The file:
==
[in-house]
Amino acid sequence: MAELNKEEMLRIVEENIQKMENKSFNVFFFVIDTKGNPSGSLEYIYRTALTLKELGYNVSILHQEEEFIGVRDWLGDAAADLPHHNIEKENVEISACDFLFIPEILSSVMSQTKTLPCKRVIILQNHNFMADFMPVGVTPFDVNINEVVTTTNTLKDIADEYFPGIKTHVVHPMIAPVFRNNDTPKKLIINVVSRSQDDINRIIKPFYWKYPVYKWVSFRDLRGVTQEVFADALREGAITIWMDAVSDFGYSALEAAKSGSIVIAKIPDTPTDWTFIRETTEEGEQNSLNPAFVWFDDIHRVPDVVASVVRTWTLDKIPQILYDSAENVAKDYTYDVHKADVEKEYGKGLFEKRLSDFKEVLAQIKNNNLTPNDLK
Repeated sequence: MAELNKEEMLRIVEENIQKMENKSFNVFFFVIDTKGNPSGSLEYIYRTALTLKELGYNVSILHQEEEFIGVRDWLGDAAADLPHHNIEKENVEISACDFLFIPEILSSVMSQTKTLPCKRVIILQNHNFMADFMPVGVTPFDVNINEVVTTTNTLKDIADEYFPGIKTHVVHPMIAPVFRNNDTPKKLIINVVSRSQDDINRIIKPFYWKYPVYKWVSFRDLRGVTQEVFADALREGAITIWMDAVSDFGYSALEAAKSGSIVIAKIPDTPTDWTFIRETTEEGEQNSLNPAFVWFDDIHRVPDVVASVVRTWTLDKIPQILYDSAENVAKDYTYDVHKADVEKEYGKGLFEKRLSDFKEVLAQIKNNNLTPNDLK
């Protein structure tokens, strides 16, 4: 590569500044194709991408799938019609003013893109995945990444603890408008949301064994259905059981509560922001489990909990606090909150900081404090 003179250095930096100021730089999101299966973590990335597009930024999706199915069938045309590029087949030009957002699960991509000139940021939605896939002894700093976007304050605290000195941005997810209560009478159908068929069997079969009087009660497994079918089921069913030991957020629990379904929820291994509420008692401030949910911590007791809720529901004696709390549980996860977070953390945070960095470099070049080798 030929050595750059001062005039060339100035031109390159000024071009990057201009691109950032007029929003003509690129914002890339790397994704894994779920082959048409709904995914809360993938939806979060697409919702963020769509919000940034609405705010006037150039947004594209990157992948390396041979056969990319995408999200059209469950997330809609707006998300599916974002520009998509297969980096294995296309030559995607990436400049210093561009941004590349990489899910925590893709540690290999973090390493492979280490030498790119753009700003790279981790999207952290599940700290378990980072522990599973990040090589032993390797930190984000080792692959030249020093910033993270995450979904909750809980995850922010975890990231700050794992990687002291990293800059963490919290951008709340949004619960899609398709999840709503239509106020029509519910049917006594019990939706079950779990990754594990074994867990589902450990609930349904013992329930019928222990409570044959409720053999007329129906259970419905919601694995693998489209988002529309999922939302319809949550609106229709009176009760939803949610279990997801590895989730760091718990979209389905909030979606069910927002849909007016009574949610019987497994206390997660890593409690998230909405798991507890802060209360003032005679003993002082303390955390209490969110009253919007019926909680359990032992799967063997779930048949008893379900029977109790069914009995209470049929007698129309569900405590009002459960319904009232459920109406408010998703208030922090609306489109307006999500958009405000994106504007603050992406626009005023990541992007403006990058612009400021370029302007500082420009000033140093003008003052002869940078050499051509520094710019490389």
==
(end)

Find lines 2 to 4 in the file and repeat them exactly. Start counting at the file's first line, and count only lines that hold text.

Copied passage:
Amino acid sequence: MAELNKEEMLRIVEENIQKMENKSFNVFFFVIDTKGNPSGSLEYIYRTALTLKELGYNVSILHQEEEFIGVRDWLGDAAADLPHHNIEKENVEISACDFLFIPEILSSVMSQTKTLPCKRVIILQNHNFMADFMPVGVTPFDVNINEVVTTTNTLKDIADEYFPGIKTHVVHPMIAPVFRNNDTPKKLIINVVSRSQDDINRIIKPFYWKYPVYKWVSFRDLRGVTQEVFADALREGAITIWMDAVSDFGYSALEAAKSGSIVIAKIPDTPTDWTFIRETTEEGEQNSLNPAFVWFDDIHRVPDVVASVVRTWTLDKIPQILYDSAENVAKDYTYDVHKADVEKEYGKGLFEKRLSDFKEVLAQIKNNNLTPNDLK
Repeated sequence: MAELNKEEMLRIVEENIQKMENKSFNVFFFVIDTKGNPSGSLEYIYRTALTLKELGYNVSILHQEEEFIGVRDWLGDAAADLPHHNIEKENVEISACDFLFIPEILSSVMSQTKTLPCKRVIILQNHNFMADFMPVGVTPFDVNINEVVTTTNTLKDIADEYFPGIKTHVVHPMIAPVFRNNDTPKKLIINVVSRSQDDINRIIKPFYWKYPVYKWVSFRDLRGVTQEVFADALREGAITIWMDAVSDFGYSALEAAKSGSIVIAKIPDTPTDWTFIRETTEEGEQNSLNPAFVWFDDIHRVPDVVASVVRTWTLDKIPQILYDSAENVAKDYTYDVHKADVEKEYGKGLFEKRLSDFKEVLAQIKNNNLTPNDLK
């Protein structure tokens, strides 16, 4: 590569500044194709991408799938019609003013893109995945990444603890408008949301064994259905059981509560922001489990909990606090909150900081404090 003179250095930096100021730089999101299966973590990335597009930024999706199915069938045309590029087949030009957002699960991509000139940021939605896939002894700093976007304050605290000195941005997810209560009478159908068929069997079969009087009660497994079918089921069913030991957020629990379904929820291994509420008692401030949910911590007791809720529901004696709390549980996860977070953390945070960095470099070049080798 030929050595750059001062005039060339100035031109390159000024071009990057201009691109950032007029929003003509690129914002890339790397994704894994779920082959048409709904995914809360993938939806979060697409919702963020769509919000940034609405705010006037150039947004594209990157992948390396041979056969990319995408999200059209469950997330809609707006998300599916974002520009998509297969980096294995296309030559995607990436400049210093561009941004590349990489899910925590893709540690290999973090390493492979280490030498790119753009700003790279981790999207952290599940700290378990980072522990599973990040090589032993390797930190984000080792692959030249020093910033993270995450979904909750809980995850922010975890990231700050794992990687002291990293800059963490919290951008709340949004619960899609398709999840709503239509106020029509519910049917006594019990939706079950779990990754594990074994867990589902450990609930349904013992329930019928222990409570044959409720053999007329129906259970419905919601694995693998489209988002529309999922939302319809949550609106229709009176009760939803949610279990997801590895989730760091718990979209389905909030979606069910927002849909007016009574949610019987497994206390997660890593409690998230909405798991507890802060209360003032005679003993002082303390955390209490969110009253919007019926909680359990032992799967063997779930048949008893379900029977109790069914009995209470049929007698129309569900405590009002459960319904009232459920109406408010998703208030922090609306489109307006999500958009405000994106504007603050992406626009005023990541992007403006990058612009400021370029302007500082420009000033140093003008003052002869940078050499051509520094710019490389």